time and space
time and space
There's a store tucked away in the corner of the mall. It's now a Suncoast Video, but was a craft store before that and a Christmas store before that. And before that, for many years, it was a restaurant.
I worked in that restaurant for a couple of years. First as a waitress, then a waitress/hostess/bartender and then as the manager. I made good friends there, often hanging out after hours, drinking and sharing stories. I went through the toughest time of my life there, made easier and better through the fun and laughter that work brought me. That place was my home. When the owner (whom I had known since high school when I befriended his daughter) said it was time to retire and close down the restaurant, I cried for days.
I've avoided that part of the mall since. I never went in the craft store or the Christmas store. When I went to the mall, I came in the back entrance so as to avoid the melancholy feeling that welled up in my stomach every time I thought of the restaurant.
Suncoast Video moved into that spot two weeks ago. I didn't know this until Saturday morning when we went to the mall to, among other things, get some DVDs.
I walked hesitantly into the video store. It's hard to describe the feeling that came over me when I saw that the glass block wall was still standing. The structure of the store had not changed at all. The had not knocked down any walls. The cash register counter stood at an angle in the same place the bar used to stand. I walked around the store, almost in a daze. Time and space had collided for me.
See, I believe that every thing, living or inanimate, has an energy to it. A store, a car, a person. And when that person or object moves from one place to another, they leave some of that energy behind. So as I stood there I looked around me and saw not racks of DVDs and action figures, but tables and chairs and the people I used to work with. I could almost hear my name being called from the kitchen. It's as if little ghosts of all the people who passed through the restaurant were still in that place, eating and drinking and cooking.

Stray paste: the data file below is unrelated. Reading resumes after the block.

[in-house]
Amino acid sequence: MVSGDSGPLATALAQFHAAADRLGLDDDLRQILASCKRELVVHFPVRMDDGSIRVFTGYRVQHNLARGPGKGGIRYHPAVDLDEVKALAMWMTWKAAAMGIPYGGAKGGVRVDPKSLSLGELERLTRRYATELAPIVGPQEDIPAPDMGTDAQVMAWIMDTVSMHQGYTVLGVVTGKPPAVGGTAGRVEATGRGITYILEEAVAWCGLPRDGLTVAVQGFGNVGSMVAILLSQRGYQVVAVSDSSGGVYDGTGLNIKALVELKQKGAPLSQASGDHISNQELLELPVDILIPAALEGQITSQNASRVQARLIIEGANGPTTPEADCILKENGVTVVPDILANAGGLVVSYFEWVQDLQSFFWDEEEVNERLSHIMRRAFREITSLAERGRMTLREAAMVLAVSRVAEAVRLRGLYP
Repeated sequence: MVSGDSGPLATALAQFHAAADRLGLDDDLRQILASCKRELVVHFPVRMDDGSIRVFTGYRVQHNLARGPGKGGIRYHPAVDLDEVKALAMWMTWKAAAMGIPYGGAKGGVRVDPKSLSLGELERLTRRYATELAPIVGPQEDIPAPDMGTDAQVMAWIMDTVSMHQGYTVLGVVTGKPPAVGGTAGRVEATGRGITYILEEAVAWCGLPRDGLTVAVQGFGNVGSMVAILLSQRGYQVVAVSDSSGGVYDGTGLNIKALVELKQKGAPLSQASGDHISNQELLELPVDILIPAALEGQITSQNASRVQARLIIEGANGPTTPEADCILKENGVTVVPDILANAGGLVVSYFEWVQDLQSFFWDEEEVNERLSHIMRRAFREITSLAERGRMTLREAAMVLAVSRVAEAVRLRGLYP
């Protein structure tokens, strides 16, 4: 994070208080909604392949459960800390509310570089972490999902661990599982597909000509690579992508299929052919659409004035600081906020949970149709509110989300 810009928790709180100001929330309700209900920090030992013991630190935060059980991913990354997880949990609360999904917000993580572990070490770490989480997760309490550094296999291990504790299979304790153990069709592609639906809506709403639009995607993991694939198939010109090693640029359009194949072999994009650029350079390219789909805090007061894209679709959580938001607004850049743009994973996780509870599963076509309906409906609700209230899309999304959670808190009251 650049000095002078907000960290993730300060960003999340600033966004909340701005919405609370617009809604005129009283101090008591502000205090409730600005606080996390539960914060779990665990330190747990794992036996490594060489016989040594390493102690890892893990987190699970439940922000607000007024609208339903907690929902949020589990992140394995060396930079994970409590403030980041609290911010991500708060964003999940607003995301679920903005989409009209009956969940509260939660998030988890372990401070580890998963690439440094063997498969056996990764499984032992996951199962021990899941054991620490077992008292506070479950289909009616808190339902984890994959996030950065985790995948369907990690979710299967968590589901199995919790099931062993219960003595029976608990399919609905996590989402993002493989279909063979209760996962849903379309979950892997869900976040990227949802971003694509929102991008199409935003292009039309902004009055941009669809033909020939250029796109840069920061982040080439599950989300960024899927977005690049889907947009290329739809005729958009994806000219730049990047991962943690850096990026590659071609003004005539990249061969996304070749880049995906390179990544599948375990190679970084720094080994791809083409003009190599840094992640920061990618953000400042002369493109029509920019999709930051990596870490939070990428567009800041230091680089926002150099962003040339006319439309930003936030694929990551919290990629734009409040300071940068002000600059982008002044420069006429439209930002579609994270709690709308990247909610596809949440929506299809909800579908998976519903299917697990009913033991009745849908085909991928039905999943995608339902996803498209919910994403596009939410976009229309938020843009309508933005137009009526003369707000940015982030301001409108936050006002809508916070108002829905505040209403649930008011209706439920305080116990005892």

I've always felt like this. When I stood at the place where Paul Revere once rode his horse or where Walt Whitman wrote a poem or where Mickey Mantle hefted a bat over his shoulder on his way to the plate, I would get a sense of that time, that person. As if parts of the energy from every moment in the history of this planet leaves some cosmic dust trail that never goes away. So if you are in tune to it, you can sense it. You can feel it. You can sit in your mother's living room and feel your dead grandmother sitting next to you, knitting and complaining about the chill in the house. You can walk through your elementary school and almost see your old classmates, like spirits, roaming through the halls. You can stand in the same place you stood in as a child and grab that energy and be that child for a fleeting instant.
Every path I take was walked by someone before me. Every road I drive, every seat I take in a restaurant, everywhere I go, people have been before. People who have left little fragments of their energy scattered about, so that you sometimes get that chill down your spine for no apparent reason, so that you feel like you aren't alone in a room when you are.
If you take the time to be in tune to it, you can soak in it. You can live in the moment and sense the feelings and hear Paul Revere calling out his warning. You can go where you have been before and not even know it, and be overwhelmed by a sudden memory as your own energy grabs onto you.
It's not a theory, it's not a scientfic fact. It's my own way of connecting time and space. It's what I feel connects us with the past, because the past never leaves us. It's here, we just have to look for it.